Why British American Tobacco plc could be the buy of 2018

British American Tobacco cigarette making equipment

The subject of tax rarely brings cheer to the tobacco industry. But whatever you think about Donald Trump’s policies, the new Federal taxation reform looks set to boost the prospects for a number of UK firms.

British American Tobacco (LSE: BATS) is one of them, and though the new rules shouldn’t make any difference to the company’s effective tax rate for its 2017 results (which are due on 22 February), there are going to be some definite benefits in 2018.

We heard Tuesday that British American is anticipating a non-cash exceptional tax credit on deferred taxation relating to its acquisition of Reynolds American. But the bigger anticipated boost will come from a fall in the firm’s effective tax rate from a previously estimated 30% to something in the high 20s.

Earnings boost

That should result in a 6% rise in EPS — and there’s already a 10% boost pencilled in by City analysts. At approximately 200p per share, the currently forecast dividend yield for 2018 would yield 4%, so we might even see something better than that too.

The shares picked up a modest 1.4% to 4,992p, but I reckon they could go a fair bit higher in 2018. 

In mid-December, British American Tobacco told us it is “confident of another year of good earnings growth at constant currency,” with market share growing as the firm pushes its Global Drive Brands. Those are higher-margin premium products aimed at smokers in increasingly affluent countries, and that’s surely going to be a growing market for decades to come.

With progressive dividends nicely covered by earnings, I see a very attractive long-term cash cow here, and a planned move to quarterly dividends from 2018 should provide a little extra attraction for those seeking regular income.

Bigger benefit

If you want a stock that looks set to profit even more from US tax cuts, look no further than 4imprint Group (LSE: FOUR). Approximately 97% of the direct marketing firm’s revenues come from its American business, and tax reductions are expected to make a big difference to the bottom line.

The shares spiked up 9% to 2,040p in response to the firm’s update on Tuesday. As with British American Tobacco, there will be no effect on 2017 results, with a previously estimated effective tax rate set to remain at around 30%. But 4imprint reckons that from 2018 onwards its effective percentage tax rate should drop as far as the low 20s, and that will lead through to a boost in the firm’s cash generation.

Growth plus dividends

Although we have no predictions of the effect on EPS, forecast P/E ratios must surely be revised downwards now — we’re currently looking at a predicted multiple for 2018 of 22, and any reduction could boost 4imprint’s attraction as a growth candidate. The shares are up 450% over the past five years, which easily justifies a premium rating in my opinion.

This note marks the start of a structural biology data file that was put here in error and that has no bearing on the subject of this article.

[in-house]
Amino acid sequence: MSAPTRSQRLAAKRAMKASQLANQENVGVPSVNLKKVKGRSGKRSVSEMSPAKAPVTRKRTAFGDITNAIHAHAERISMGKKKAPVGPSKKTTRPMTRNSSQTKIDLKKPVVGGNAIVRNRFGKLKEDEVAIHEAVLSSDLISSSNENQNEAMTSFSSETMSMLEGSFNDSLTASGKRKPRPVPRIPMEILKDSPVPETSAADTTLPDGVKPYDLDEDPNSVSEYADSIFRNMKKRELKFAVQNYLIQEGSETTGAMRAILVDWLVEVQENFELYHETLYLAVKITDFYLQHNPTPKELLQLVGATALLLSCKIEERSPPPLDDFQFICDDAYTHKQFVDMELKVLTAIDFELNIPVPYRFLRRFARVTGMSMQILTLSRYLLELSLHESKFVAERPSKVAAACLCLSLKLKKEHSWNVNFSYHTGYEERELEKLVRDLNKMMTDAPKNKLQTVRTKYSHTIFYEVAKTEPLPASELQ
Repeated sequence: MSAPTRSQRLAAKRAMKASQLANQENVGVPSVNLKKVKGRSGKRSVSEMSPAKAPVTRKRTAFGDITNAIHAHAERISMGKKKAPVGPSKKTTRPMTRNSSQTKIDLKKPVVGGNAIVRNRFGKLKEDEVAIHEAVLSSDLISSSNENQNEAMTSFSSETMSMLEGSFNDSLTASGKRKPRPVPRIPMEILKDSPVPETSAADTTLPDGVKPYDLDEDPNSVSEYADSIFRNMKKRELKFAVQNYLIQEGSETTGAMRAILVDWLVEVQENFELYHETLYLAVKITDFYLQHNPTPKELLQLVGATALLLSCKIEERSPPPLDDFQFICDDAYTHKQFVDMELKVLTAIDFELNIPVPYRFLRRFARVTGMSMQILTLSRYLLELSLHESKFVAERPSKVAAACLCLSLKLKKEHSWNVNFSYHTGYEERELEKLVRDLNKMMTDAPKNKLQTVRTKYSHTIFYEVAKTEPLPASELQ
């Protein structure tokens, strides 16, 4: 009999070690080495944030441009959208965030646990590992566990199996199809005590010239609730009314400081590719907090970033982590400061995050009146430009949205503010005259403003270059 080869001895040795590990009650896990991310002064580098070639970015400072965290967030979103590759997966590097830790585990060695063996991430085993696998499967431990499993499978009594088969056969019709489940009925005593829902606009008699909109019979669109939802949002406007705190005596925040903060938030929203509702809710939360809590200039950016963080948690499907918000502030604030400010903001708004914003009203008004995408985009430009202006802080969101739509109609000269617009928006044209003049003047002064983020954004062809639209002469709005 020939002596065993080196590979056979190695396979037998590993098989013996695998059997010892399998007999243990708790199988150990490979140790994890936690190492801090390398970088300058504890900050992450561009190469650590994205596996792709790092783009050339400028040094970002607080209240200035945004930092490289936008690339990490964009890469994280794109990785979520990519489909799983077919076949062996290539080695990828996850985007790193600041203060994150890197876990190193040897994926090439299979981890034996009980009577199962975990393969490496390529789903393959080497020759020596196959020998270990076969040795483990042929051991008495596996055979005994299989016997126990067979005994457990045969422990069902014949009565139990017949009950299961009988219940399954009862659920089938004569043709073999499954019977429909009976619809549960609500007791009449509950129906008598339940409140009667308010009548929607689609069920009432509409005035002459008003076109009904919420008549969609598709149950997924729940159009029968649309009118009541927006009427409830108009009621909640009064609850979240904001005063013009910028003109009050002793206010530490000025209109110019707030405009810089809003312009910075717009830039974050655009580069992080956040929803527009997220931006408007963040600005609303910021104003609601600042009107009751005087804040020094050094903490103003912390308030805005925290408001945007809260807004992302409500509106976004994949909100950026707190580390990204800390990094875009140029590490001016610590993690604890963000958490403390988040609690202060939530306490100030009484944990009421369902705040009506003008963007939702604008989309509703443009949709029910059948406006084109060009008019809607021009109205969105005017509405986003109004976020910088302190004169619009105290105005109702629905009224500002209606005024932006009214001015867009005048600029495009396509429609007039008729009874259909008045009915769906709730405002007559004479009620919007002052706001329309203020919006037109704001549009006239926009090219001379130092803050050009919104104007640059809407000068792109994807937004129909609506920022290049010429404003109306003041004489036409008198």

On top of that, I’m actually seeing it as another long-term cash cow that dividend hunters should take a close look at. We’re only expecting a yield of around 2.3% for the year just ended, but the firm’s progressive dividend policy would see that lifted to 2.5% in 2018 (and maybe further after the tax cut?)

That’s a boost of 10%, which is way ahead of inflation, and with cover being strong, I fully expect the yield to grow steadily ahead of inflation in the coming decade and more.

A top dividend portfolio

When it comes to building an income portfolio, a combination of current big-yielders (like British American Tobacco) and future cash cows (like 4imprint) would figure very high in my priorities. And there are plenty more that I seriously like the look of.

Our special report, The Fool’s 5 Shares to Retire On, highlights five picks with a combination of strong cash generation and progressive dividends, and every one of them is a proven winner over decades.

To learn all about them, just click here now for your totally free personal copy.

More reading

Alan Oscroft has no position in any of the shares mentioned. The Motley Fool UK has no position in any of the shares mentioned. Views expressed on the companies mentioned in this article are those of the writer and therefore may differ from the official recommendations we make in our subscription services such as Share Advisor, Hidden Winners and Pro. Here at The Motley Fool we believe that considering a diverse range of insights makes us better investors.

No Comments

Post A Comment